Tues, Aug 28
POISON at the Molson Amphitheatre, Rating: NN
It's safe to say that iconic 80s hair metal/bluesy rockers Poison are way, way seriously past their expiration date. Judging by the dudes walking around the Molson Amphitheatre Tuesday with fake mullets and spandex, the band who once upon a time fucking oozed sexual machismo like they sweated oyster brine and champagne has now completely entered the realm of "bands you might like ironically."
That's not to say there weren't real bona fide fans in the house. They were there, hangin' in the depressingly half-filled sitting area, and they sure seemed to appreciate hearing all the songs they expected to hear (call it the legacy of popping your cherry to Every Rose Has Its Thorn), but, man, did singer/reality TV survivor Bret Michaels ever look and sound tired. Like, struggling-to-sing-after-the-third-song tired.
For a big-ticket stadium show, the whole production was shabby and relatively short. And what was up with the shockingly timid sound system that the band cranked all the way to a dull-roaring five? So the lads in Poison went through the motions, threw in some so-so covers and, sadly, tried to wiggle their tight butts around like they were still 25. Way too mediocre for the fans, and definitely not campy enough for the irony-hunters.
Thu, Aug 30
TALIB KWELI at the Phoenix, Rating: NNNN
A Talib Kweli show is among the most genuine rap concert experiences you can find in the new millennium - his rhyming (and rhythmic) consistency surpassed only by his generous hiphop energy. He's typical only in as much as he's a rapper sporting a plain white T-shirt, but that shirt will be soaked in sweat 10 minutes into an hour-and-a-half-long set.
Chamillionaire's newest video muse, Seazon, prepared the audience at the Phoenix for A-grade Okayplayer edutainment. The rising rapper and his hype man, N.I.F.T.Y., kicked out great Canadian hiphop joints, synchronizing their energetic show with overhead videos. Next, DJ Agile massaged the heads with true school hits before Kweli's DJ, Chaps, took over to drop more contemporary bombs on the crowd of true believers.
Chaps introduced Kweli with old-school flava, and the two demonstrated nearly seamless timing as they brought the MC's rich back catalogue to life. Kweli impressed by sprinkling Nas hits under his own, resurrecting Hi-Tek gems and throwing in selections from Madlib side project Liberation and his amazing new Eardrum disc, but surprise guest Jean Grae - arguably the best female MC in the game - was what really hooked the crowd.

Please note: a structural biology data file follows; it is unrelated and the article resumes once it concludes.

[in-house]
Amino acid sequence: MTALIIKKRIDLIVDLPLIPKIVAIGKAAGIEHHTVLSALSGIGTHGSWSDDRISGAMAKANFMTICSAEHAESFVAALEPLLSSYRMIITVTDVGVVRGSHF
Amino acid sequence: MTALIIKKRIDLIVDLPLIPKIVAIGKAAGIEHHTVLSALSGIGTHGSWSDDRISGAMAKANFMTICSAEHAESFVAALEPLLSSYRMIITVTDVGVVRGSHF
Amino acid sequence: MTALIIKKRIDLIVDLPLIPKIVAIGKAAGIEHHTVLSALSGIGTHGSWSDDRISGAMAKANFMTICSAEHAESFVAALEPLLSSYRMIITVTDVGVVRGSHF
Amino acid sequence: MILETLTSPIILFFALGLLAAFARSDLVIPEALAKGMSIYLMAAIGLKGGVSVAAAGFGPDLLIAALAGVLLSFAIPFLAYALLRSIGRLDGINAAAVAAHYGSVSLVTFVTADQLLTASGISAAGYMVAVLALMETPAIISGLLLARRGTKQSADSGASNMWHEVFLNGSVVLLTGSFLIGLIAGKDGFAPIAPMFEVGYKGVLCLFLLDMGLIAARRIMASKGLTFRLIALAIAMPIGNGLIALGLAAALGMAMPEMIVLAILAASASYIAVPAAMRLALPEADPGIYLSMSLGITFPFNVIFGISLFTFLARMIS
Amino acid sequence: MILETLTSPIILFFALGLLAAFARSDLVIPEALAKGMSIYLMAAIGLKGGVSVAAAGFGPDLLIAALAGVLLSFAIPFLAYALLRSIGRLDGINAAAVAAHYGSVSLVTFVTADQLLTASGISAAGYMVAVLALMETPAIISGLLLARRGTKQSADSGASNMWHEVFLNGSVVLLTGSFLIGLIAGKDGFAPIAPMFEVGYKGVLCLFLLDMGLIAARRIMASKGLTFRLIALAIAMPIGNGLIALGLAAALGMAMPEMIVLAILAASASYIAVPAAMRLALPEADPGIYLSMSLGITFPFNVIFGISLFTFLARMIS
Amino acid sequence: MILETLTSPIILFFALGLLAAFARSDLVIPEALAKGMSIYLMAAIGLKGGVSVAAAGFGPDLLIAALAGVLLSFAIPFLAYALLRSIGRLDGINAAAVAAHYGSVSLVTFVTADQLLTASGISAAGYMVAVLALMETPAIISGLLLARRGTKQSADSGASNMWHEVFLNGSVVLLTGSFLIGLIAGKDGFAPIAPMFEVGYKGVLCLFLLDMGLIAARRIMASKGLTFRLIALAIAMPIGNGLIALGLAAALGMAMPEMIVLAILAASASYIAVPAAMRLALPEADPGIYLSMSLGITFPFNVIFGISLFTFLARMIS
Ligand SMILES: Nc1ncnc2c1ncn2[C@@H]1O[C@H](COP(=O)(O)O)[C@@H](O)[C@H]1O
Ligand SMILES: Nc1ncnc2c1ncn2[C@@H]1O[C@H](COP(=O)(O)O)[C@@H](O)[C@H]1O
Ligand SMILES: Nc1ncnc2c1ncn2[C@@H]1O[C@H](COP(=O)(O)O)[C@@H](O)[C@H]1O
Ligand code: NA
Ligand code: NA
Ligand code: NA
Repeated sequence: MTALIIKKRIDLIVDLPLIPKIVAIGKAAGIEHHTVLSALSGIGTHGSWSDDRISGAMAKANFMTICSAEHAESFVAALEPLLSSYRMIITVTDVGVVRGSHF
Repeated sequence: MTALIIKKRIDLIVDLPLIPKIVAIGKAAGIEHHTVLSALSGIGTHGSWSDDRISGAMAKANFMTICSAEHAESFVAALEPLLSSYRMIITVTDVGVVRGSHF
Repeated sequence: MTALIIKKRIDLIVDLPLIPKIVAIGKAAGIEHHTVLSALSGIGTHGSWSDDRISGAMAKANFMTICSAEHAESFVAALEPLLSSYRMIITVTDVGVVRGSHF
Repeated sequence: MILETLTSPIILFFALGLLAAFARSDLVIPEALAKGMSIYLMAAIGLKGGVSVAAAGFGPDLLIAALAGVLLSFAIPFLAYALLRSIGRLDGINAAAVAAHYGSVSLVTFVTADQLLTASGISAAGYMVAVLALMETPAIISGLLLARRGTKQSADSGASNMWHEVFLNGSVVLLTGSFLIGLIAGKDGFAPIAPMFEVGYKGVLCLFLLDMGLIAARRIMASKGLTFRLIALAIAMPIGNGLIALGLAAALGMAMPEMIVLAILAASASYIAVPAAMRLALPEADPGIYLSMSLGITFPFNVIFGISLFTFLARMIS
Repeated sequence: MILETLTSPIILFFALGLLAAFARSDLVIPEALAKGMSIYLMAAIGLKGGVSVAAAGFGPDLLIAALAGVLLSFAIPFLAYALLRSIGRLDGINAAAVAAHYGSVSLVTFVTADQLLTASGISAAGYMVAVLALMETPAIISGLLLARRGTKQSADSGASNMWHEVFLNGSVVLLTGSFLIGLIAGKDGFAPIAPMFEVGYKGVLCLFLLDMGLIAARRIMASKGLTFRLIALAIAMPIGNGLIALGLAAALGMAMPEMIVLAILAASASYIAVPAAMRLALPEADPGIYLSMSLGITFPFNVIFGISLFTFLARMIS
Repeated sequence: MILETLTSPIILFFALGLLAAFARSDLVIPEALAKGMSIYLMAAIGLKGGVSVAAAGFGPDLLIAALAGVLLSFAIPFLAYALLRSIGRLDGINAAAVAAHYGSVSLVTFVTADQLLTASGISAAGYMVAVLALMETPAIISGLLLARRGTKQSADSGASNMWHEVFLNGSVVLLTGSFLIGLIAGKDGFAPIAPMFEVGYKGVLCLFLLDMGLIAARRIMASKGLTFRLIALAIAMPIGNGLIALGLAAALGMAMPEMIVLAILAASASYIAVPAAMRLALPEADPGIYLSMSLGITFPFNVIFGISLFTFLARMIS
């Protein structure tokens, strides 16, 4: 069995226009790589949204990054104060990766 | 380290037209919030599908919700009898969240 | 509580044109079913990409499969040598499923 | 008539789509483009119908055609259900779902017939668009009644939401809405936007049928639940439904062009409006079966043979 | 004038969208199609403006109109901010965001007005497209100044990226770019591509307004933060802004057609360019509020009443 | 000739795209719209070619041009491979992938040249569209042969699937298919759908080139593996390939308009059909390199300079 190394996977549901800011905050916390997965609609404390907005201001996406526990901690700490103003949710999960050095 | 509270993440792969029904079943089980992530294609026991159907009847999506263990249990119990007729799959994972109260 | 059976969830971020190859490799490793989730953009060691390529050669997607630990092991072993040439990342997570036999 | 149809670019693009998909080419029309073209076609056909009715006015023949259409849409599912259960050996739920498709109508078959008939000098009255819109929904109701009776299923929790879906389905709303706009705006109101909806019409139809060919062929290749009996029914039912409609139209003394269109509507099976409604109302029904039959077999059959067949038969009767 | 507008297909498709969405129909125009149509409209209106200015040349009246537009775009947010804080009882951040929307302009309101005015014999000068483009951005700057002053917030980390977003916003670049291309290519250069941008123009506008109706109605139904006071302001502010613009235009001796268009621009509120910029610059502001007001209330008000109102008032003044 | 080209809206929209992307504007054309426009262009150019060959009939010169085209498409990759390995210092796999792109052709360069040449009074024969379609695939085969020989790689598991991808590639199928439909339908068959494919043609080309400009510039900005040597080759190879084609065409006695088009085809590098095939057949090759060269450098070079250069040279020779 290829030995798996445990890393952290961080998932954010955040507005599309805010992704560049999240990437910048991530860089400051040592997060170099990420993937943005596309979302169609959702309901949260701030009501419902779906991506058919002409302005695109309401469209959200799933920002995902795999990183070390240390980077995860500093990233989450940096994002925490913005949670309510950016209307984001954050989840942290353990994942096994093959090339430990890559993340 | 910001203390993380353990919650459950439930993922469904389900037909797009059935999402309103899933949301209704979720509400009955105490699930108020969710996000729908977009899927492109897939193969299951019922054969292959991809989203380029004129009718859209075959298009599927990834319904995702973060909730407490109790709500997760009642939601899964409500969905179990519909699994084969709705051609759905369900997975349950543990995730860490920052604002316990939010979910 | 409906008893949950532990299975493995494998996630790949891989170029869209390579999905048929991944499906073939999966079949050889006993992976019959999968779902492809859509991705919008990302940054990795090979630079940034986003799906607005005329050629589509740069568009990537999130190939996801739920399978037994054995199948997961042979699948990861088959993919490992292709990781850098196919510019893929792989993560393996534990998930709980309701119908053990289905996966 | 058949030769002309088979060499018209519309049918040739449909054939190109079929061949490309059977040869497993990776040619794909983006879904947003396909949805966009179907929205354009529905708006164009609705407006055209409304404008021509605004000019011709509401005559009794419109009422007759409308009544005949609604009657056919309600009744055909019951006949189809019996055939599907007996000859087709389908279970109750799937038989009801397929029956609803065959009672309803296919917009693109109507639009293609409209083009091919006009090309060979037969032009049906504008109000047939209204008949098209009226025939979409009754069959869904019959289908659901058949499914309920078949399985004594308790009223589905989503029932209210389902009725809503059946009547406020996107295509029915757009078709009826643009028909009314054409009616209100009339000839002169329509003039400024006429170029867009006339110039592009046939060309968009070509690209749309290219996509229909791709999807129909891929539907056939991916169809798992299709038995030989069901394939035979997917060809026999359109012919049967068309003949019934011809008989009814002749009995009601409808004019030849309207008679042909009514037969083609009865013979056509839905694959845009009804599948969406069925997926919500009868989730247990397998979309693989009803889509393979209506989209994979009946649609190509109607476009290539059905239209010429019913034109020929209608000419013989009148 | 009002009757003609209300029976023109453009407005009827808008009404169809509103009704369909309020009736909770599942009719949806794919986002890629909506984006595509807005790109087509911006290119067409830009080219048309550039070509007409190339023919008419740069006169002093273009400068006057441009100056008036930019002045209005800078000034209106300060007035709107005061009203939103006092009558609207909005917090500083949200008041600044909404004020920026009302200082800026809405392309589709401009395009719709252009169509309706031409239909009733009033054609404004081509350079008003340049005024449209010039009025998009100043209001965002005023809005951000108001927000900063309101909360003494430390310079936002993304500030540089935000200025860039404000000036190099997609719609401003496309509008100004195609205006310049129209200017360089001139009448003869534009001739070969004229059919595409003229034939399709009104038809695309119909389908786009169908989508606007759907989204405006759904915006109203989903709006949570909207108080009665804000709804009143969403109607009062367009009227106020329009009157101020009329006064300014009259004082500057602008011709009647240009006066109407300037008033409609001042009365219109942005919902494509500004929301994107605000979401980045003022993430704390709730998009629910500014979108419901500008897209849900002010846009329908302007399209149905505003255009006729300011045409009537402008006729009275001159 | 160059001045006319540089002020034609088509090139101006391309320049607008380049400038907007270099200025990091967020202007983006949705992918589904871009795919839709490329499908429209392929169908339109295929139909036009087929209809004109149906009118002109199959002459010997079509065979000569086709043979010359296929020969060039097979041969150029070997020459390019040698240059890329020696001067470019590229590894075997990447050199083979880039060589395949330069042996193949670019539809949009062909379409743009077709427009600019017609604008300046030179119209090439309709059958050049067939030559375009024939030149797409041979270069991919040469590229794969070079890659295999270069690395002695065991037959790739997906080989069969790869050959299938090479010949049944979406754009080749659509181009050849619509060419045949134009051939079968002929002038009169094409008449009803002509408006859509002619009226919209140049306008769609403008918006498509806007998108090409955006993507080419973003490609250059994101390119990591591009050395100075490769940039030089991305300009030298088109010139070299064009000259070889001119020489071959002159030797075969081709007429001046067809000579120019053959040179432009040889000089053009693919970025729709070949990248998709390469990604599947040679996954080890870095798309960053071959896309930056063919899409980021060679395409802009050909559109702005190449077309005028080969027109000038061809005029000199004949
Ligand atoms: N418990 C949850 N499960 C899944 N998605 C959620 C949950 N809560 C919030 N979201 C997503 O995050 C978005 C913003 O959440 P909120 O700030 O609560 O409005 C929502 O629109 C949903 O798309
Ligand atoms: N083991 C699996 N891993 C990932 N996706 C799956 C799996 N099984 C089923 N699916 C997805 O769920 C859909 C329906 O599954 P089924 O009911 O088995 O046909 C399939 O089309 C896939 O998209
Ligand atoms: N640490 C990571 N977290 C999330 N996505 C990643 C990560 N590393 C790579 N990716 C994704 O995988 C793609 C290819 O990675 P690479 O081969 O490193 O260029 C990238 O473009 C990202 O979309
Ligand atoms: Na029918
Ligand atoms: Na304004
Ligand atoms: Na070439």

As a bonus, Kweli laid out his excellent unreleased Beatles-sampling Lonely People before busting into an inspirational encore that climaxed with the religion-crucifying hymn Hell, then disappeared like a thief in the night.
You know you're doing something right when Jessica Alba shows up to hear you spit.
RUFUS WAINWRIGHT at the Bravo Rehearsal Hall Rating: NNNN
Rufus Wainwright is a flamboyantly confident showman. While this quality can get him into trouble when left unchecked - witness the overly ornate arrangements that weigh down the songs on his recent Release The Stars disc - it also makes for a captivating live show. And Wainwright was in full fierce form when he stopped by Bravo's Queen West digs for a live taping of an episode of the station's Live At The Rehearsal Hall series.
Sporting tailored dandy suits in rainbow variations on a striped-ticking theme and gloriously gaudy massive rhinestone brooches, Wainwright and his minions looked like vaudevillian throwbacks.
Every move was choreographed. The singer waited patiently in the wings while the phenomenally tight band marched through the fanfare intro of Release The Stars, then strode, diva-like, to the centre-stage mic as though he were playing Caesar's Palace instead of a cramped studio.
When a technical glitch broke the spell - a shoddy mix meant they had to redo the entire song - a visibly irked Wainwright faked it well, mustering the same gusto when he punctuated his soaring choruses with hand gestures and performative hair flips.
Happily, perhaps due to the influence of "musical director" Gerry Leonard (a gifted ambient guitarist affiliated with Laurie Anderson and David Bowie), the live arrangements of material from Release The Stars were far stronger than their recorded counterparts. That was partly because of Wainwright's decision to replace sissy strings with a powerful Stax-style horn and woodwind section, which added muscle to Nobody's Off The Hook and Rules And Regulations.
But even when Wainwright quieted down, delivering intense piano versions of older songs The Art Teacher and Pretty Things backed by a single bass, he maintained the same sense of ceremony. He even got the crew to drag in a stool so he could perform teaser tunes from his Judy Garland tour - A Foggy Day In London Town and If Love Were All - like a torch singer in a piano bar.
Wainwright's only curious choice was corralling local songstress Sarah Slean to crow the spoken-word section of Between My Legs. Yanked onstage for the final 30 seconds of the show, Slean gave it her all but looked as perplexed by the throwaway coda as the rest of the audience.
His Live At The Rehearsal Hall segment airs on Bravo October 2 at 10 pm and October 6 at 8 pm.